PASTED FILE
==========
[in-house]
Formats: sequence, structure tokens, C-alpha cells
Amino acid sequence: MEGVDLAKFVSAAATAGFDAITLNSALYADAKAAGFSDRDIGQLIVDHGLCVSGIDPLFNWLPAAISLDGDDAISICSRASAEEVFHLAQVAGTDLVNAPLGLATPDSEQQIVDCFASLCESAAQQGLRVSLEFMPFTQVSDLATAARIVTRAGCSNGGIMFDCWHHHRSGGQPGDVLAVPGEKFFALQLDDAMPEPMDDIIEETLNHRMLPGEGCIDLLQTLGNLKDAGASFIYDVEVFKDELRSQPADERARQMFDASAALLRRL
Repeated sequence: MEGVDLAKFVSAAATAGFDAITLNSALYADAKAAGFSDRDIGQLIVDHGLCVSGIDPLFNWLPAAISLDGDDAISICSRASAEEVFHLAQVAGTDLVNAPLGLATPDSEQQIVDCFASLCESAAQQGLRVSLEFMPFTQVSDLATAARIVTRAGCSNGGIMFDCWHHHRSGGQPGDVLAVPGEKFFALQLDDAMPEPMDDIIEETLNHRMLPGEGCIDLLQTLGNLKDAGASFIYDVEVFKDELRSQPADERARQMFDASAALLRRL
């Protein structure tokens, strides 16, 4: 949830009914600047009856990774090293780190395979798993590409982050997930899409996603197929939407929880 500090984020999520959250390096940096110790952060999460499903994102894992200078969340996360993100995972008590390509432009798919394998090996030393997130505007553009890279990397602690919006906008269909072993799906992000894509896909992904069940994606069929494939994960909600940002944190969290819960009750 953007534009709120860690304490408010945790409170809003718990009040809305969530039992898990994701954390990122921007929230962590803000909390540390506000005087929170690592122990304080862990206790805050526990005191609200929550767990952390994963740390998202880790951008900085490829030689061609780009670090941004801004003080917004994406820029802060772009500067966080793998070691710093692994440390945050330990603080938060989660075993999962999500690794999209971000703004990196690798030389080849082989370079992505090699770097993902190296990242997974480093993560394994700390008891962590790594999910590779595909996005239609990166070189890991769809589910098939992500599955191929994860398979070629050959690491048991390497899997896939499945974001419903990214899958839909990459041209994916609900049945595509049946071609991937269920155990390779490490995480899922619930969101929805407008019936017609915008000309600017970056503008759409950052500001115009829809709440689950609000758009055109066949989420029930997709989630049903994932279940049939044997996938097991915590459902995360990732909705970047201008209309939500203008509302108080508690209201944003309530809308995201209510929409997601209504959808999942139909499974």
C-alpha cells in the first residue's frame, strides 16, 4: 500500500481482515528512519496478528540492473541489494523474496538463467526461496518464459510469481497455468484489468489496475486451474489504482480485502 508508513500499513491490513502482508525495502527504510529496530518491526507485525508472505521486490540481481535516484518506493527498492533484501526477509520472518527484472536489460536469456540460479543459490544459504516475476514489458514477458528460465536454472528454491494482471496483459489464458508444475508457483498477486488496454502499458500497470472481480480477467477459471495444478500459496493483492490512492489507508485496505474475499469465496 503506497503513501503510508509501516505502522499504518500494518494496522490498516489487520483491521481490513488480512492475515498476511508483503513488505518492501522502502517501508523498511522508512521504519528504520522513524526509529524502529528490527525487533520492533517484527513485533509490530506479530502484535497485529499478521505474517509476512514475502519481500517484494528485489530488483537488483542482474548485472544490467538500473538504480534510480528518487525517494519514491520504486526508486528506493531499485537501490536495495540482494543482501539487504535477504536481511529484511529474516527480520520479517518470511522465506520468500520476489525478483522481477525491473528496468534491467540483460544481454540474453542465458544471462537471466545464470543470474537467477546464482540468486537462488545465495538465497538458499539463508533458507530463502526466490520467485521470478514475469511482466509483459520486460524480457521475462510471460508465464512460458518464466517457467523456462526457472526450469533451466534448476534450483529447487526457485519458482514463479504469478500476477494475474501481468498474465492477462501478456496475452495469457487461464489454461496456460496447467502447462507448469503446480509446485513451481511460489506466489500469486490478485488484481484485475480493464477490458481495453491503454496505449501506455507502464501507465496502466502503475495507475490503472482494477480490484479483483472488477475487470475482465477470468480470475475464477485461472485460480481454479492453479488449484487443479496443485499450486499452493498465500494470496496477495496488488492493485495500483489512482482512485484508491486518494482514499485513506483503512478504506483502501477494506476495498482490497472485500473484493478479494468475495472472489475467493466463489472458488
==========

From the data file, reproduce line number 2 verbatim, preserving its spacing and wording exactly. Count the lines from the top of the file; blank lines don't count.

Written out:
Formats: sequence, structure tokens, C-alpha cells